Thursday, March 7, 2019

Why America Needs More City Parks and Open Space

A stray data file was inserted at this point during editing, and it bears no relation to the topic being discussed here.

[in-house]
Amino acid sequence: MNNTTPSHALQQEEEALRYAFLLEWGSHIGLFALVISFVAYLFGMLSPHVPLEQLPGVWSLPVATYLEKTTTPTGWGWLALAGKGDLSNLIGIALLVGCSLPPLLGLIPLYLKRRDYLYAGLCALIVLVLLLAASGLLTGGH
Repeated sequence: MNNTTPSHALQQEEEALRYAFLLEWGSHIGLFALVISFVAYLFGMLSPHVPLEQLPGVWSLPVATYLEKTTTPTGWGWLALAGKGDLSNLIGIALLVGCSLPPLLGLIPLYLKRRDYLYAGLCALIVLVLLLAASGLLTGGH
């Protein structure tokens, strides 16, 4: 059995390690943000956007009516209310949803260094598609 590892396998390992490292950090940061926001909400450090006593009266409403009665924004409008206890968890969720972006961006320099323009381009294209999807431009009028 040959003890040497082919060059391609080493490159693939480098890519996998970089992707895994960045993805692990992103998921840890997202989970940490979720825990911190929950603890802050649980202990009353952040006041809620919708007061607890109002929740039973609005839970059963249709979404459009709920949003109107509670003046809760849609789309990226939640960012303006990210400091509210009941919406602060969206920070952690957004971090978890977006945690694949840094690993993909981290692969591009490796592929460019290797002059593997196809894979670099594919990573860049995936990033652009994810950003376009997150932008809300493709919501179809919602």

The Benefits of lay Why the States Needs to a greater extent urban center set and Open Space BY Paul M. Sheerer Published by 116 peeledly Montgomery Street quaternary Floor San Francisco, CA 94105 (415) 495-4014 www. Tip. Org 02006 the confide for human race grime Reprint of lays for People white paper, published In 2003. Table of Contents in advance Will Rogers, President, Trust for Public Land 5 Exe stingive stocky 6 the States Needs More City common lands U. S. Cities be Park-Poor Low-Income Neighborhoods Are Desperately ill-judged of Park Space Case landing field brand- young Parks for Los Angles The Public Wants More Parks 8History of Americas City Parks Inspiration, Abandonment, Revival The Decline of City Parks A Revival Begins figure Crises Threaten City Parks 10 Public Health Benefits of City Parks and Open Space Americas Twin Plagues Physical In drill and obesity Access to Parks Increases Frequency of Exercise Exposure to Nature and verdure Makes People H ealthier 12 Economic Benefits of Parks 14 increase blank shell Values clear upice Values in Low-Income Urban Areas Property Values at the Edges of Urban Areas Effects on Commercial Property Values Economic Revitalization Attracting and Retaining Businesses and Residents TourismBenefits Environmental Benefits of Parks Pollution hanging and Cooling Controlling Stemw atomic number 18 Runoff 17 Social Benefits of Parks reducing Crime Re groundwork Opportunities The Importance of Play Creating Stable Neighborhoods with Strong partnership 18 Conclusion 20 Notes 21 Bibliography 24 3 out front At the period of play of the 20th century, the majority of Americans loved in rural argonas and atomic towns, relatively close to the land. At the beginning of the 21st century, 85 grand impoverishment of places to experience nature and refresh ourselves in the out-of- doors.The emergence of America as an urban nation was anticipated by Frederick Law especial(a) and other nineteenth-cent ury special K visionaries, who gave us New Works interchange Park, San Franciscans Golden entry Park, and similar grand position in cities across the nation. They were gardeners and designers-but also preachers for the military unit of lay, fired from inwardly by the understanding that they were shaping the lumber of American lives for generations to come. In the suck of these green visionaries, lay were not amenities. They were necessities, providing recreation, inspiration, and essential prison-breaking from the city bl ar and bustle. And the visionaries were particularly concerned that car leafy ve shoot forable be usable to widely of a city residents-especi on the wholey those who did not bring on the resources to escape to the countryside. As tribe pillow sliped to the suburbs after World War II, this vision of set for all faded. Mevery cities lost the resources to create new greens. And in the new suburbs, the excursive landscapes of curving CUL-De-sacs we re broken mostly by boxy shopping centers and concrete park lots.The time has come for Americans to rededicate themselves to the vision of park for all the nations people. As the actions leading conservation group creating parks in and nigh cities, the Trust for Public Land (TIP) has launched its Parks for People initiative in the belief that each American child should enjoy convenient opening code to a nearby park or playground. This white paper outlines how do-or-die(a) the acquire is for city parks- peculiarly in inner-city neighborhoods. And it goes on to describe the companionable, environmental, economic, and health benefits parks bring to a city and its people.TIP hopes this paper will generate discourse close to the need for parks, prompt new research on the benefits f parks to cities, and serve as a reference for government leading and volunteers as they make the case that parks are essential to the health and well-being of all Americans. You will find more infor mation about the need for city parks and their benefits in the Parks for People arm of Taps Web site (www. Tip. Org/poor) where you can also sign-up for Parks for People information and support Taps Parks for People work.TIP is proud to be high erupting the need for parks in Americas cities. Thanks for Joining our essay to ensure a park at heart reach of every American home. Will Rogers President, the Trust for Public Land City parks and expand property meliorate our physical and psychological health, strengthen our communities, and make our cities and neighborhoods more attractive places to live and work. But too a few(prenominal) Americans are able to enjoy these benefits. cardinal partage of Americans live in metropolitan areas, and more of these areas are firmly needinessing in park topographic point.Only 30 share of Los Angles residents live within walking distance mile. Low-income neighborhoods live by minorities and recent immigrants are specially short of par k lieu. From an equity standpoint, there is a bullnecked need to sort out this imbalance. In Los Angles, white neighborhoods enjoy 31. 8 acres of park space for every 1,000 people, compared with 1. 7 acres in African-American neighborhoods and 0. 6 acres in Latino neighborhoods. This inequitable distribution of park space harms the residents of these communities and creates substantial cost for the nation as a whole.U. S. Voters collect repeatedly shown their willingness to raise their own taxes to pay for new or emendd parks. In 2002, 189 conservation supporting measures appeared on votes in 28 states. Voters approved three-quarters of these, generating $10 billion in conservation-re upstartd sustenance. Many of the nations great city parks were built in the second half of the 19th century. Urban planners believed the parks would improve national health, relieve the stresses of urban life, and create a demonstrating humans space where rich and poor would mix on equal te rms.By the mid-20th century, city parks fell into decline as people fled inner cities for the suburbs. The suburbs fared no better, as people believed that backyards would meet the requirement for public open space. Over the ultimo couple of decades, interest in city parks has revived. Governments and civic groups rough the country have revalidated run- cut down city parks, built gre studys along rivers, born-again tumble-down railroad lines to trails, and planted residential district gardens in vacant lots.But with the latest economic downturn, states and cities lining severe compute crises are slashing their park spending, threatening the health of existing parks, and curtailing the creation of new parks. Strong secernate shows that when people have access to parks, they exercise more. Regular physical activity as been shown to increase health and reduce the risk of a massive range of diseases, including heart disease, hypertension, colon cancer, and diabetes. Physical a ctivity also relieves symptoms of picture and anxiety, improves mood, and enhances psychological well-being.Beyond the benefits of exercise, a growing body of research shows that contact with the inseparable world improves physical and psychological health. Despite the importance of exercise, totally 25 pct of American adults engage in the recommended takes of physical activity, and 29 percent engage in no leisure-time physical activity. The sedentary lifestyle and wheezy diet of Americans have produced an epidemic of obesity. The Centers for Disease Control and Pr howevertion has called for the creation of more parks and playgrounds to help fight this epidemic.Numerous studies have shown that parks and open space increase the value of neighboring residential property. Growing express points to a similar benefit on commercial property value. The accessibility of park and recreation facilities is an principal(prenominal) quality-of-life factor for corporations choosing where to locate facilities and for well-educated individuals choosing a place to live. City parks such as San Notations Riverview Park a good deal become important tourism draws, contributing heavily Green space in urban areas provides substantial environmental benefits.Trees reduce air defilement and water pollution, they help keep cities cooler, and they are a more sound and little expensive way to manage stemware runoff than building systems of concrete sewers and drainage ditches. City parks also produce important social and community development benefits. They make inner-city neighborhoods more livable they offer unpaid opportunities for at-risk youth, low-income children, and low-income families and they provide places n low-income neighborhoods where people can feel a find of community.Access to public parks and recreational facilities has been strongly linked to reductions in abuse and in particular to reduced Juvenile delinquency. Community gardens increase residents adept of community ownership and stewardship, provide a focus for neighborhood activities, crack inner-city youth to nature, connect people from diverse cultures, reduce crime by cleaning up vacant lots, and build community leaders. In light of these benefits, the Trust for Public Land calls for a revival of the city parks movement of the late 19th century.We invite all Americans to Join the effort to bring parks, open spaces, and greengages into the nations neighborhoods where everyone can benefit from them. 7 The residents of many U. S. Cities escape adequate access to parks and open space near their homes. In 2000, 80 percent of Americans were living in metropolitan areas, up from 48 percent in 1940. 1 The park space in many of these metropolitan areas is grossly inadequate. In battle of Atlanta, for example, parkland covers only 3. 8 percent of the city area.Atlanta has no public green space larger than terce of a full-blooded mile. 2 The city has only 7. Acres of park space for every 1,000 residents, compared with a 19. 1 acre average for other medium-low population density cities. 3 The story is much the same in Los Angles, San Jose, New Orleans, and Dallas. Even in cities that have substantial park space as a whole, the residents of many neighborhoods neglect access to nearby parks. In New York City, for example, nearly half of the city 59 community board districts have less than 1. 5 acres of parkland per 1,000 residents. Low-Income Neighborhoods Are Desperately Short of Park Space Low-income neighborhoods populated by minorities and recent immigrants are especially short f park space. Minorities and the poor have historically been shunted off to live on the wrong side of the tracks, in paved-over, industrialized areas with few public amenities. From an equity standpoint, there is a strong need to redress this imbalance. In Los Angles, white neighborhoods (where whites make up 75 percent or more of the residents) boast 31. 8 acres of park space for eve ry 1,000 people, compared with 1. 7 acres in African-American neighborhoods and 0. Acres in Latino neighborhoods. 5 This inequitable distribution of park space harms the residents of are costs alone are potentially enormous. Lacking places for recreation, minorities and low-income individuals are significantly less likely than whites and high-income individuals to engage in the regular physical activity that is of the essence(p) to good health. Among non-Hispanic white adults in the United States, 34. 9 percent engage in regular leisure-time physical activity, compared with only 25. 4 percent of non- Hispanic black adults and 22. 7 percent of Hispanic adults. And adults with incomes below the poverty level are three times as likely as high-income adults to neer be physically active. Even where the government or voters have allocated new money for park acquisition, there is significant risk that wealthier and better-organized districts will take over more than their fair share. Th e Los Angles neighborhood of South Central-with the city second-highest prove- The Trust for Public Land TTY rate, highest share of children, and lowest access to nearby park space-received only about half as much per-child parks funding as affluent West Los Angles from Proposition K between 1998 and 2000. Case register New Parks for Los Angles With 28,000 people crammed into its one square mile of low-rise buildings, the city f Manhood in Los Angles County is the most densely populated U. S. City outside the New York City metropolitan area. 10 Its residents-96 percent are Hispanic and 37 percent are children-are often jammed five to a bedroom, with entire families living in garages and beds being utilize on a time-share basis. The Trust for Public Land (TIP) has been working in Manhood since 1996 to purchase, assemble, and convince six separate former industrial sites into a seven-acre riverside park.The project will double Manhoods park space. 11 onwards TIP began its work, t he future park site was occupied by abandoned arouses and industrial buildings, covered in garbage, graffiti, rusted metal, and barrels of industrial waste. Until the late asses, the parcels contained a glue factory, a transfer facility for solvents, and a hand truck service facility one parcel was designated an Environmental Protection means Superfine site. 12 TIP is preparing to acquire the final parcel and has veritable preliminary designs for the site.The completed park will invite Manhoods residents to gather at its picnic benches, stroll its walking trails, relax on its lawns, and play with their children in its tot lot. The Manhood project is a precursor of Taps Parks for People-Los Angles chopine, an thought-provoking new effort to create parks where they are most desperately needed. The case for more parks in Los Angles is among the most compelling of any American city today. Only 30 percent of its residents live within a quarter mile of a park, compared with between 8 0 percent and 90 percent in Boston and New York, respectively. 3 If these residents are Latino, African American, or Asian Pacific, they have even less access to green space. TIP has set a goal of creating 25 new open space projects in Los Angles over the would be invested in undeserved minority communities. To accomplish this goal, TIP will help these communities through the gauntlets of public and private fundraising, real estate transactions, strategic planning, and stewardship issues. Los Angles is also the site of Taps depression application of Geographical Information Systems (GIS) to assess the need for parks.TIP launched the GIS broadcast in late 2001 in Los 9 O The Trust for Public Land Angles and has since expanded the program to New York, lass Vegas, Boston, Charlotte, Miami, and Camden and Newark, New Jersey. Taps GIS system uses census, anemographic and other data to map out areas of high population, concentrated poverty, and lack of access to park space. With GIS tec hnology, TIP can now pinpoint the areas of express population growth, study landownership patterns, and acquire key parcels before development rent digs up property prices or destroys open space.Further, GIS helps TIP create next park space, protecting natural habitats and connecting larger parks with linear greengages, sooner than create a patchwork quilt of open space. 14 Voters have repeatedly shown their willingness to raise their own taxes to pay for new or modify parks. In the November 2002 elections, voters in 93 communities in 22 states approved ballot measures that committed $2. 9 billion to acquire and restore land for parks and open space.Voters approved 85 percent of such referendums in these elections. 1 5 Voter support in 2002 increased from the already strong 75 percent approval rate for similar measures in November 2001. 16 History of Americas City Parks Inspiration, Abandonment, Revival During the second half of the 19th century, American cities built grand cit y parks to improve their residents quality of life. Dubbed 19th-century pleasure grounds by ark historians, the parks include New Works Central Park and San Franciscans Golden Gate Park.Municipal officials of the time saw these parks as a refuge from the crowded, polluted, stressful cities-places where citizens could experience fresh air, sunshine, and the spiritually turning power of nature a place for recreation and a demonstrating public space where rich and poor would mix on equal terms. The new parks were inspired by an anti-urban ideal that dwelt on the traditional prescription for mitigation from the evils of the city-to escape to the country, Galen Crane writes.The new American parks thus were conceived as great pleasure grounds meant to be pieces of the country, with fresh air, meadows, lakes, and sunshine practiced in the city. 17 The Decline of City Parks spending on city parks declined. The well-to-do and white abandoned the cities for the suburbs, taking public fun ding with them. Cities and their parks fell into a spiral of decay. Cities cut park maintenance funds, parks deteriorated, and crime rose many city dwellers came to view places like Central Park as too dangerous to visit. 18 The suburbs that mushroomed at the edges of major cities were often built with little public park space.For residents of these areas, a trip out of the house means a drive to the shopping mall. Beginning around 1990, many city and town councils began forcing developers to make for open space to their projects. Still, these open spaces are often effectively off-limits to the general public in the vast sprawl around Lass Vegas, for example, the newer subdivisions often have open space at their centers, but these spaces are hidden inside a labyrinth of winding streets. Residents of older, low- and middle-income neighborhoods have to get in their cars (if they have one) and drive to find recreation space. 9 More recently, city parks have experienced something of a renaissance which has benefited cities unequally. The edit out began in the asses and flourished in the asses as part of a general surrogate of urban areas funded by a strong economy. It coincided with a philosophical shift in urban planning away from designing around the move and a backlash against the alienating modernism of mid-20th-century public architecture, in kick upstairs of public spaces that welcome and engage the community in general and the unglamorous in particular.Government authorities, civic groups, and private agencies around the country have worked unitedly to revivalist UN-down city parks, build greengages along formerly polluted rivers, convert abandoned railroad lines to trails, and plant community gardens in vacant lots. The Park at Post Office Square in Boston shows how even a small but well-designed open space can transform its surroundings. Before work on the park began in the late asses, the square was filled by an exceptionally ugly concrete parking garage, blighting an important part of the financial district.Many buildings on the square shifted their entrances and addresses to other streets not facing the square. 20 Completed in 1992, the 1. -acre park is considered one of the most gorgeous city parks in the United States. Its immaculate landscaping-with 125 species of plants, flowers, bushes, and trees-its half-acre lawn, its fountains, and its teak and granite benches lure throngs of workers during lunchtime on warm days.Hidden underneath is a seven-floor parking garage for 1,400 cars, which provides financial support for the park. 21 It clearly, without any question, has enhanced and changed the entire neighborhood, says Serge Denis, managing director of Lee Meridian Hotel Boston, which borders the park. Its absolutely gorgeous. Not surprisingly, rooms 11 Yet despite such success stories, local communities often lack the transactional and development skills to effectively acquire property and convert it into park space.T IP serves a vital role in this capacity, working closely with local governments and community residents to determine where parks are needed to help develop funding strategies to negotiate and acquire property to plan the park and develop it and finally, to turn it over to the public. Between 1971 and 2002, the Trust for Public Lands work in cities resulted in the acquisition of 532 properties totaling 40,754 cress. In the nations 50 largest cities TIP acquired 138 properties totaling 7,640 acres. 3 In the foment of the bursting of the economic bubble of the late asses, states and cities facing severe reckon crises are slashing their park spending. With a projected $2. 4 billion reckon shortfall in the two-year period beginning July 2003, Minnesota has cut its aid to local governments, hurting city park systems across the state. The Minneapolis Park & pleasure wit, confronting a 20 percent cut in its funding through 2004, has been forced to respond by deferring maintenance, clos ing wading lolls and beaches, providing fewer portable toilets, and reducing its mounted police patrol program.The required program cuts represent a huge loss to the Minneapolis Park & Recreation Board and to the children of Minneapolis, says Park Board Superintendent Mary Merrill Anderson. 24 When Georgians state legislature went into session in January 2003, lawmakers found themselves grappling with a $650 one thousand thousand budget shortfall. Part of their response was to eliminate the planned $30 million in financial 2003 funding for the Georgia Community Greengages Program, after appropriating $30 million per fiscal year in 001 and 2002.The legislature also cut the 2004 budget from $30 million to $10 million. The program helps the states fastest-growing counties set aside adequate green space-at least 20 percent of their land-amid all the new subdivisions and pillow slip malls. Most of the affected counties are around Atlanta, among the nations worst examples of urban spra wl. For legislators capture for budget-cutting targets, Georgians $30 million Community Greengages Program was like a cow in the middle of a group of chickens, says David Swan, program director for Taps Atlanta office.The cut makes a compelling argument that we need a give funding source, so that green space acquisition isnt depending on fiscal cycles and the legislature. 25 The federal government has also cut its city parks spending. In 1978, the federal government established the Urban Park and Recreation Recovery (PARR) program to help urban areas rehabilitate their recreational facilities. The program received no funding in fiscal year 2003, down from $28. 9 million in both 2001 and 2002. 26 President Bushs budget proposal for fiscal 2004 also allocates no PARR funding.